Home to nearly 40 rare plants and animals and three rare natural communities, the Northern Shawangunks represent one of the highest priorities for conservation in the northeastern United States. So, whether you consider yourself a first-rate birder or a just a novice at wildlife identification, you're bound to find something out-of-the ordinary at Sam's Point.
More than 200 species of migratory and nesting birds call Sam's Point home. With binoculars in tow, you're sure to see some tiny warblers or flycatchers flitting about. Larger birds can be seen as well, like hawks, falcons, vultures, and ravens.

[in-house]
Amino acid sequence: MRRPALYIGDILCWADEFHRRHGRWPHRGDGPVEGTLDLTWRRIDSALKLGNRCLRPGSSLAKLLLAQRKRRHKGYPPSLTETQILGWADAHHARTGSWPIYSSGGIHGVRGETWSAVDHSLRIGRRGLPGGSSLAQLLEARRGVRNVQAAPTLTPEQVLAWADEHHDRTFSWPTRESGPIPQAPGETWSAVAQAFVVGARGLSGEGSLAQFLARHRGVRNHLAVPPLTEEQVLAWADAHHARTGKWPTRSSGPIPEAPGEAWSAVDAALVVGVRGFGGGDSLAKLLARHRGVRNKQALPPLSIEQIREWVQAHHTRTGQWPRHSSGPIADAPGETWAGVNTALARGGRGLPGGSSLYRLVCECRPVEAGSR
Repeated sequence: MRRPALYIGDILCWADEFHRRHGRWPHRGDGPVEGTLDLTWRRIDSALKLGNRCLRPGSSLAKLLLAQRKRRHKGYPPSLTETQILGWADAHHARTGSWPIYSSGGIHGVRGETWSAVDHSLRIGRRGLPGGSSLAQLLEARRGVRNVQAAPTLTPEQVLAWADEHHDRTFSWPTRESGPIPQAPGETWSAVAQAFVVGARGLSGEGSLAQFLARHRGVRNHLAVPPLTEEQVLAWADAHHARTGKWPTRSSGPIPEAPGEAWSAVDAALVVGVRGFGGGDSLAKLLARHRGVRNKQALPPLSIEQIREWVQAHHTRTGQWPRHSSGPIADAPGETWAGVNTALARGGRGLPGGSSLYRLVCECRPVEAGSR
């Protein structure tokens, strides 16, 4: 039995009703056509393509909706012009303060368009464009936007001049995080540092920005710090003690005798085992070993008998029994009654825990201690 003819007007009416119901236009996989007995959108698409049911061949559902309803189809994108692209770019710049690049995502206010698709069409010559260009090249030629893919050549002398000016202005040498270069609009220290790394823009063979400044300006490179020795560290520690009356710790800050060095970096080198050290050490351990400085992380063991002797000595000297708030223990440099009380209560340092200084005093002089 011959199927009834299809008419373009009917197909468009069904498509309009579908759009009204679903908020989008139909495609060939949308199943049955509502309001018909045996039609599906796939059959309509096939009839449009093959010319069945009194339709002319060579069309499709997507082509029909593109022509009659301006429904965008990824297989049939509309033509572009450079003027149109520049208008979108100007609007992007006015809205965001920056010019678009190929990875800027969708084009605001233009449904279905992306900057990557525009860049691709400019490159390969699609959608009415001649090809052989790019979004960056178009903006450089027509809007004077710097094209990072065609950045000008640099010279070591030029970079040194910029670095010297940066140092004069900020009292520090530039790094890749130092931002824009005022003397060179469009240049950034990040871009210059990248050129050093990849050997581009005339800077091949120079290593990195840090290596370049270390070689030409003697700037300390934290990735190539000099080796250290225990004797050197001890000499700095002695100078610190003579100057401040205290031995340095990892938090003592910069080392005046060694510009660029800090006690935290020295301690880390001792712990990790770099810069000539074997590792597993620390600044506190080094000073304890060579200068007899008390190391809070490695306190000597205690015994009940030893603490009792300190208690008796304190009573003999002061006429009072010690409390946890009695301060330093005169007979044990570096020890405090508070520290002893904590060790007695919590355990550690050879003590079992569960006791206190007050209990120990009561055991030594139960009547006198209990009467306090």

Black bears, bobcats, foxes, fishers, timber rattlesnakes, and spotted salamanders can all be found at Sam's Point.
While not as fuzzy as a fox or as far traveled as a migratory songbird, Sam's Point is still a haven for some amazingly rare and endangered plants and flowers. Pitch pine is the dominant tree in the minimally fertile pine barrens, while blueberry, huckleberry and sheep laurel comprise most of the shrub layer.
A few of the rare species you might come upon are clustered sedge, appalachian sandwort, mountain spleenwort, artic rush, and rhodora.